US 4564483 A
Water is carbonated in a fast and efficient manner by causing a flow of carbon dioxide through the water being carbonated at a controlled rate through a small orifice until a predetermined pressure is reached in the carbonator and, upon reaching the predetermined pressure terminating flow through the orifice.
1. A method of batch carbonating water and then dispensing in a carbonator using carbon dioxide at a supply pressure, such as to result in fast and efficient carbonating and unrestricted dispensing comprising:
(a) disposing a slow feed valve at the inlet of said carbonator, said slow feed valve having a small orifice and larger orifice;
(b) causing a flow of the carbon dioxide through the water being carbonated at a controlled rate by causing carbon dioxide gas to flow in a controlled manner through said small orifice until a predetermined pressure less than the supply pressure is reached in the carbonator and, upon reaching said predetermined pressure effectively terminating flow through said small orifice; and
(c) after said predetermined pressure is reached then allowing gas to flow through said larger orifice.
2. Apparatus for controlling flow of gas in a batch carbonator comprising:
(a) an inlet slow feed valve disposed at the inlet to said carbonator, said inlet slow feed valve containing a small orifice and which will limit flow of gas through water in said carbonator and a valve responsive to the pressure within said carbonator for controlling the flow through said orifice and an orifice of larger size, said valve adapted to maintain said orifice of larger size closed until said predetermined pressure is reached whereupon said valve opens to permit flow through said larger orifice; and
(b) a check valve in said slow feed valve to prevent backflow therethrough.
3. Apparatus according to claim 2, in combination with a carbonator vessel and further including at least one gas diffuser in said vessel; and a conduit between said check valve and said diffuser.
4. Apparatus according to claim 2, wherein said feed valve comprises a body member having a first bore at one end thereof for connection to an inlet fitting, a larger bore adjacent thereof forming a cylinder and a further threaded bore adjacent thereto; a piston member in said cylinder, said piston member containing said orifice of larger size and said orifice of smaller size; a valve seat at the outlet of said larger orifice; a plug member screwed into said threaded bore; a biasing spring disposed between said plug member and said piston; a valve member attached to said plug member and adapted to seat against said valve seat when said piston moves toward said plug, said plug having an outlet passage therethrough; and a check valve in said outlet passage, whereby for a large pressure differential, said piston member will be moved against the biasing force of said spring to cause said valve member to seat against said valve seat and said gas will be forced to flow through said smaller orifice and when said pressure builds up within said container, said valve member will move away from said valve seat to permit flow through said larger orifice.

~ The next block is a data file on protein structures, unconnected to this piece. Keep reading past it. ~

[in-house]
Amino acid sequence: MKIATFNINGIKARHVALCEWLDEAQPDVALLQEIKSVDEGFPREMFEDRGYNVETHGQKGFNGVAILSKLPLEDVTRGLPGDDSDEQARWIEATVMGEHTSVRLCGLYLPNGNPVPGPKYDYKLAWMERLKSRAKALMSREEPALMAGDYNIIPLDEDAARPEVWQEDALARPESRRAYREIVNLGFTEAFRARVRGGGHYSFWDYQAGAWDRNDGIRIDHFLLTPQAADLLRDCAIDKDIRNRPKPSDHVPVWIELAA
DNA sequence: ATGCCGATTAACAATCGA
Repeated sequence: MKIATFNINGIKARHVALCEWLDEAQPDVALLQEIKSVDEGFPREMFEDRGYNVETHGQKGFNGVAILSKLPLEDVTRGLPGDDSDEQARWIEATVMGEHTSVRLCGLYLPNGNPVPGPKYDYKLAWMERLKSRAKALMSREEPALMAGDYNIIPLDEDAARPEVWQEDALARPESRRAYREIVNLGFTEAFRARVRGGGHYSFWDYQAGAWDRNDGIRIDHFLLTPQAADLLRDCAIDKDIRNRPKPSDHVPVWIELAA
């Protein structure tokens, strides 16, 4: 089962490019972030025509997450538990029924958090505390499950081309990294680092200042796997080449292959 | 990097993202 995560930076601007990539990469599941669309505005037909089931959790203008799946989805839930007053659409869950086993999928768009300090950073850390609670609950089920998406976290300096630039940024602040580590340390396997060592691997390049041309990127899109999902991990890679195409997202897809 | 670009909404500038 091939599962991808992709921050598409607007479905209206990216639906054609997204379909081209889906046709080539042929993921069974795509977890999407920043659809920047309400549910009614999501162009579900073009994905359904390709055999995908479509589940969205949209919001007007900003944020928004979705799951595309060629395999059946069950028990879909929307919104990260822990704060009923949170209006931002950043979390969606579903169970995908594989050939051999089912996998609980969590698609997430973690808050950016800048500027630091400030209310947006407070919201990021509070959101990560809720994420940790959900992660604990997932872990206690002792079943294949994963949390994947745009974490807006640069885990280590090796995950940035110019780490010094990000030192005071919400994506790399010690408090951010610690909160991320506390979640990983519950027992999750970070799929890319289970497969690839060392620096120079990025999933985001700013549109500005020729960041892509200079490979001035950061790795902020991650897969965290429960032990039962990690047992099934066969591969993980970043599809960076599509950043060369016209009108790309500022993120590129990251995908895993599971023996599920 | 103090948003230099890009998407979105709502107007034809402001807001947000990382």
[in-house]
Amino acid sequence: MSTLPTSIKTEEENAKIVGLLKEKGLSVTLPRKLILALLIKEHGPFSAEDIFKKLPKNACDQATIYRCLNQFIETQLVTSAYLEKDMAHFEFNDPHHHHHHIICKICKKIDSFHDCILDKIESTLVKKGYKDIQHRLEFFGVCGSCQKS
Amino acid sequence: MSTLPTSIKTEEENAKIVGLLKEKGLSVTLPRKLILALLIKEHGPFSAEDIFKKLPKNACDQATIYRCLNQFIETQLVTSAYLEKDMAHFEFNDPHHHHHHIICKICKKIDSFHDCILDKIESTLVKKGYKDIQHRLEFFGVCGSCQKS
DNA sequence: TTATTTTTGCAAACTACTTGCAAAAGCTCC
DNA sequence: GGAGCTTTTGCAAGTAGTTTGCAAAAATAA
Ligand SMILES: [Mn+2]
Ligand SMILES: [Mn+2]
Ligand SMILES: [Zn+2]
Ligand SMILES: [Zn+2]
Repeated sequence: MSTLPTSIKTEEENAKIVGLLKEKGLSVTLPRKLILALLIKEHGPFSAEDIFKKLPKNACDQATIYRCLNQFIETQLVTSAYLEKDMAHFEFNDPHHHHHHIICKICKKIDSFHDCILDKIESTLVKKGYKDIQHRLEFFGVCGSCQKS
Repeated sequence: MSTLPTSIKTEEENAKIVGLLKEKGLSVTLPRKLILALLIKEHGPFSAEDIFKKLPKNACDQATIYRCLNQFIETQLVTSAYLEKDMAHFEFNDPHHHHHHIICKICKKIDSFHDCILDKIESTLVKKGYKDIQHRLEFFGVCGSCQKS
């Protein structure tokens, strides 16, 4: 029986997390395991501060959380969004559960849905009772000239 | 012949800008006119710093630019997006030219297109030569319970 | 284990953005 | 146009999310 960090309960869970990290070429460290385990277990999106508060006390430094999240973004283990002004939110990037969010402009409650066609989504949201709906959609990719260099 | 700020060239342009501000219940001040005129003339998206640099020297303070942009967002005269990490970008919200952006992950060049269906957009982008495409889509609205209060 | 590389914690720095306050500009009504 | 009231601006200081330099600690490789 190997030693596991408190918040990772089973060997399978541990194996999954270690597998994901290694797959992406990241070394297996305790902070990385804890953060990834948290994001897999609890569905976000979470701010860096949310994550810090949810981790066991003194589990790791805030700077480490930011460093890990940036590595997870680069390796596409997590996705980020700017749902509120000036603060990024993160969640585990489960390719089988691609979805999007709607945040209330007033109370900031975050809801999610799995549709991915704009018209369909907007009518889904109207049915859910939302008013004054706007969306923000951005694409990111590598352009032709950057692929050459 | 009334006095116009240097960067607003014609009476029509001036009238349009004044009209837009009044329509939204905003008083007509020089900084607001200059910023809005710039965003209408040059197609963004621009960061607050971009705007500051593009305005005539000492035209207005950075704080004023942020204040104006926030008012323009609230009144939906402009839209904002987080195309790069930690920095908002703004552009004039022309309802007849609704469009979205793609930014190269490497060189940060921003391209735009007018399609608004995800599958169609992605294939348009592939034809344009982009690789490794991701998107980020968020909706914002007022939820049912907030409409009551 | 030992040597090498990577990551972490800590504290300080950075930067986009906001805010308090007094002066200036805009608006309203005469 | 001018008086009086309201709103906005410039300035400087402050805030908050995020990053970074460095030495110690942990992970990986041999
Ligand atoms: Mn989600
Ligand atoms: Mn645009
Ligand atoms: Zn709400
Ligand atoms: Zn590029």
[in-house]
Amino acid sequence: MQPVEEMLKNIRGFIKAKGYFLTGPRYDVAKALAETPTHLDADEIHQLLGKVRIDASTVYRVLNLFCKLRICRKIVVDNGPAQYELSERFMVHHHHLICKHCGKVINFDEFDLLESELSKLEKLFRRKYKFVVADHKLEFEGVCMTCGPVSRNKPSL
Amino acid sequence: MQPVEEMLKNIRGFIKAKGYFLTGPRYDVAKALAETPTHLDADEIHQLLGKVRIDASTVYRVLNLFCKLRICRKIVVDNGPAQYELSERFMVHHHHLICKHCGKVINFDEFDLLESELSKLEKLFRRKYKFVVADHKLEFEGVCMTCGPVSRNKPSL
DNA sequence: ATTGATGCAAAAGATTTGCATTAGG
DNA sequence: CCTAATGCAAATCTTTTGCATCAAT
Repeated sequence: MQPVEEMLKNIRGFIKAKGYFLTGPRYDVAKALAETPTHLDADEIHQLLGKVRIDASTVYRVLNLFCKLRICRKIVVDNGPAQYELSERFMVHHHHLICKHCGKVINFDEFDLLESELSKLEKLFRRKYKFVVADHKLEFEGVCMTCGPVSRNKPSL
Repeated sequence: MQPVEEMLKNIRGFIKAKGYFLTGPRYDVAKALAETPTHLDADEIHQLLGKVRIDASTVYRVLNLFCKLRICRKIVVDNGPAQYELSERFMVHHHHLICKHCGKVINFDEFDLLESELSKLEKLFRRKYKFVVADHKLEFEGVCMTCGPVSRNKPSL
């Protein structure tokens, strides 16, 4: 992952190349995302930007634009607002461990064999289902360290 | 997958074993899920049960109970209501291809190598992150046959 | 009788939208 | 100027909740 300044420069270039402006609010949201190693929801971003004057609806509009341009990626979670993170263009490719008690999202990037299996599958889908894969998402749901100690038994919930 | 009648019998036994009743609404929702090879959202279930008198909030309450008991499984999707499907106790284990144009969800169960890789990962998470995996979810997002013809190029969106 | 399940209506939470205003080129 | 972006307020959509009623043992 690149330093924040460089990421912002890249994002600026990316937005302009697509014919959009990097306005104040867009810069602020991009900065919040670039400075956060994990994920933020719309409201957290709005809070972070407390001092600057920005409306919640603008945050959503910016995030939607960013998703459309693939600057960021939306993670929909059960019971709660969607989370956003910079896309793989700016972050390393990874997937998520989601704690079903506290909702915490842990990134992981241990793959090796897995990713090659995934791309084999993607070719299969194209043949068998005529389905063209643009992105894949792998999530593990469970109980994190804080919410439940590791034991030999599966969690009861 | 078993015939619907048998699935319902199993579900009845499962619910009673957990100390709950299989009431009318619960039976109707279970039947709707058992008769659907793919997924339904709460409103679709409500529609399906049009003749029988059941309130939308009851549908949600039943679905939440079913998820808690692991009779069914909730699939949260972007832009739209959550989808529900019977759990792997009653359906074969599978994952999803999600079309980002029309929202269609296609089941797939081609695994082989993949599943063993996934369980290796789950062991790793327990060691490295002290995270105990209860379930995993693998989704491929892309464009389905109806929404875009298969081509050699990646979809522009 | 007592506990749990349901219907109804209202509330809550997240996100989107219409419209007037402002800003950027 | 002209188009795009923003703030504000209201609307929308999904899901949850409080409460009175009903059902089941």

5. Apparatus according to claim 4, and further including means to adjust the position of said plug member.
6. Apparatus according to claim 2, wherein said feed valve comprises a body member having a first threaded bore; a second smaller bore adjacent thereto; a ledge being formed between said first and second bores, and a third, smaller, threaded bore adjacent said second bore; passages formed between said second bore and an outlet; a diaphragm disposed on said ledge, said diaphragm containing said larger orifice; a plug threaded into said third bore, said plug spaced from said diaphragm and forming a seat; an inlet plug screwed into said first bore, holding said diaphragm against said ledge and having an inlet for carbon dioxide; and a check valve in said outlet whereby, initially a pressure differential will seat said diaphragm on said plug seat causing gas to flow through said smaller orifice, but as pressure builds up, said diaphragm will unseat to permit flow through said passages.
7. Apparatus according to claim 6, and further including a spring biasing said diaphragm away from said plug seat.